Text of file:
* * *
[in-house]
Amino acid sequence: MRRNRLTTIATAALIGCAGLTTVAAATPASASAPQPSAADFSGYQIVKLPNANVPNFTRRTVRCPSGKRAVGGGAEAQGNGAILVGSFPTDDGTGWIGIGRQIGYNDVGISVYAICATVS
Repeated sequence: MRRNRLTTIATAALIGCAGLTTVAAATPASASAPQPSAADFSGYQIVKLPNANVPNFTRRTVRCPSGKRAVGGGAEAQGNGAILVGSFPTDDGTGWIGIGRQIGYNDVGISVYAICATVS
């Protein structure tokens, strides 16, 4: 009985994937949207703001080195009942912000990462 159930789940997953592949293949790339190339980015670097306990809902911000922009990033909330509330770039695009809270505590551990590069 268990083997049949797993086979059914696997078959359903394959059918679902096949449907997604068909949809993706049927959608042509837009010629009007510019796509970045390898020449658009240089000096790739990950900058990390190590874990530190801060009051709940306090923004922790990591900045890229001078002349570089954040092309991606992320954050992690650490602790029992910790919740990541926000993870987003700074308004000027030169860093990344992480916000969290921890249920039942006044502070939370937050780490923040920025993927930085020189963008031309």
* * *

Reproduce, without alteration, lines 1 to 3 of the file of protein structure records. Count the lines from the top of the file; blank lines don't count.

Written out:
[in-house]
Amino acid sequence: MRRNRLTTIATAALIGCAGLTTVAAATPASASAPQPSAADFSGYQIVKLPNANVPNFTRRTVRCPSGKRAVGGGAEAQGNGAILVGSFPTDDGTGWIGIGRQIGYNDVGISVYAICATVS
Repeated sequence: MRRNRLTTIATAALIGCAGLTTVAAATPASASAPQPSAADFSGYQIVKLPNANVPNFTRRTVRCPSGKRAVGGGAEAQGNGAILVGSFPTDDGTGWIGIGRQIGYNDVGISVYAICATVS